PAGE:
Explanations for the observed results can be broken down into three general categories; 1) demand characteristics, 2) the impact of advertising on source credibility, and 3) differences in consumer role playing between the pretest and the advertisement.

If subjects became bored or felt somehow coerced into answering the post-advertising questionnaire, they would tend either to put marks at random places on the bipolar scales or to answer on one side of the scales. Demand characteristics of this type would lead to a finding of no difference between ratings of trust and competence. In fact, we would find that the measuring instruments were not actually tapping trust and competence dimensions. To test for this possibility a factor analysis was performed on the post-advertisement data. If demand characteristics of this type were operating we would expect to see no clearly defined factors. The results of this factor analysis are reproduced as Table 5. It is clear from Table 5 that the trust factor corresponding to the scales trustworthy/untrustworthy, helpful/unhelpful, reliable/unreliable, honest/dishonest, fair/unfair,



and truthful/deceiving did emerge. The second factor is again the competence dimension discovered earlier. The fact that the same dimensions emerged increases our confidence that the subjects were treating the questionnaire in a serious vein.

The second and third categories of explanation cannot be as easily dismissed, and further research is needed to measure the relative impact of each. Without the pretest ratings, we could logically argue that anyone in an advertisement is getting paid and has persuasive intent, and this fact will influence the perceived trust ratings of any spokesman. However, the pretest ratings reduce the validity of this argument, since even then the sources were rated in an advertisement for toothpaste. Any advertisement can be thought of as consisting of a combination of sources: the company itself may vary along dimensions of trust or competence; the advertising vehicle may vary similarly; or the product spokesman may be perceived as high or low in these characteristics. Decisions made using the pretest method implicitly assume that these individual characteristics are additive. That is, by holding the company and the vehicle constant we can improve the overall trust of the communication by improving the trust of the spokesman. The actual advertising situation hints that the perceived trust and competence of these various sources influence each other in a more complex fashion.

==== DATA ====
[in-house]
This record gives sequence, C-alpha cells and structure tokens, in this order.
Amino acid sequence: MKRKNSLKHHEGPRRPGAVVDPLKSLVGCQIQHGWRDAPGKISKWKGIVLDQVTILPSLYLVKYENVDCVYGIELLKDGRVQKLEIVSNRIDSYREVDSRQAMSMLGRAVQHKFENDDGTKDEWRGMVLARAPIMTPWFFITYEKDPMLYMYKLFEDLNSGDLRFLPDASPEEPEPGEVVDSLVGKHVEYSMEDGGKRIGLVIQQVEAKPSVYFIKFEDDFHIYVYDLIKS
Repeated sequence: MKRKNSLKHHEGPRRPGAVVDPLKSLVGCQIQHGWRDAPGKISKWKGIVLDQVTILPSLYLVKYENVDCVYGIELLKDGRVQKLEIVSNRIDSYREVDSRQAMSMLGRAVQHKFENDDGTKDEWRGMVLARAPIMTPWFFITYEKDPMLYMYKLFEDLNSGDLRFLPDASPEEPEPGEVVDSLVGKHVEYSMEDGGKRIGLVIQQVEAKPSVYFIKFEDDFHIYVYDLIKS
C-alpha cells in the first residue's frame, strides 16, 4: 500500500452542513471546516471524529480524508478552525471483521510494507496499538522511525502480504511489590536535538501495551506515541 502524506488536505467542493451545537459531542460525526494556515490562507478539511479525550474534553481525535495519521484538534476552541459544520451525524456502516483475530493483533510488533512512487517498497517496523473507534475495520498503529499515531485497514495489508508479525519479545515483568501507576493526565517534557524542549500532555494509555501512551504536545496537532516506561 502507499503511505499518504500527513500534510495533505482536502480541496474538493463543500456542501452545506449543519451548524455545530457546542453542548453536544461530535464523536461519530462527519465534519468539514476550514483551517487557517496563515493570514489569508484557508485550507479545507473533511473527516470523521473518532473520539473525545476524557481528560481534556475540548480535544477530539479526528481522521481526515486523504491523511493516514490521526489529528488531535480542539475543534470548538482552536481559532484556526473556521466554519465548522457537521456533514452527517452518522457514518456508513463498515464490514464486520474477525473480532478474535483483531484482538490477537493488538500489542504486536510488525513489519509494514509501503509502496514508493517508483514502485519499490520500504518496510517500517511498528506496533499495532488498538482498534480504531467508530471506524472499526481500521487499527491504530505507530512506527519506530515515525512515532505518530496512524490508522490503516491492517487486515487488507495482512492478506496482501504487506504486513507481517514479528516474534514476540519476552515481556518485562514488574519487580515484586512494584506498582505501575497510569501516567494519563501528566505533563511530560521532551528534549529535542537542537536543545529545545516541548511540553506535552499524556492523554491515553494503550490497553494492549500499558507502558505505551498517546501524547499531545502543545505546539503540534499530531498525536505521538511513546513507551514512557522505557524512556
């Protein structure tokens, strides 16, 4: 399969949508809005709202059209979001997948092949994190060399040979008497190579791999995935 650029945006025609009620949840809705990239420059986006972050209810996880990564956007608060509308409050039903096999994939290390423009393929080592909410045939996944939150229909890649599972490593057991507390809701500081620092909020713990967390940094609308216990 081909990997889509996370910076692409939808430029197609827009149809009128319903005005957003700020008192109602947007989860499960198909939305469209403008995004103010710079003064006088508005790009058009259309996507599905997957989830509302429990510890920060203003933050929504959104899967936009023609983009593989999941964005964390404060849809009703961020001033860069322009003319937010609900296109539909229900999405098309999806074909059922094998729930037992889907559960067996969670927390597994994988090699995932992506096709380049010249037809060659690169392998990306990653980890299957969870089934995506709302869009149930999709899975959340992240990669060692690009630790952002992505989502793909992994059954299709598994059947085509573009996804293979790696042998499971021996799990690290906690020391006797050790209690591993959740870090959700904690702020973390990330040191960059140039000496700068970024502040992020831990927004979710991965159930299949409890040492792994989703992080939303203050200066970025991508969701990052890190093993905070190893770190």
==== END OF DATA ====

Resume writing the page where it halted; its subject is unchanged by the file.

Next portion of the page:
Finally, differences in trust and competence ratings could be due to differences in role playing by the two groups of subjects. For example, in the pretest, respondents may have thought of themselves as being in a decision making situation. That is, they may have been trying to decide if Robert Young (or any of the other spokesmen) would be a trustworthy toothpaste spokesman for other people. In the actual advertising situation they were rating the spokesman's trust and competence as perceived by themselves. If this difference in role perception existed, it would explain the difference in ratings and cast doubt on the validity of other pretest results. We would have to ask the question, "do pretests of this type place the respondent in a role other than that of consumer?"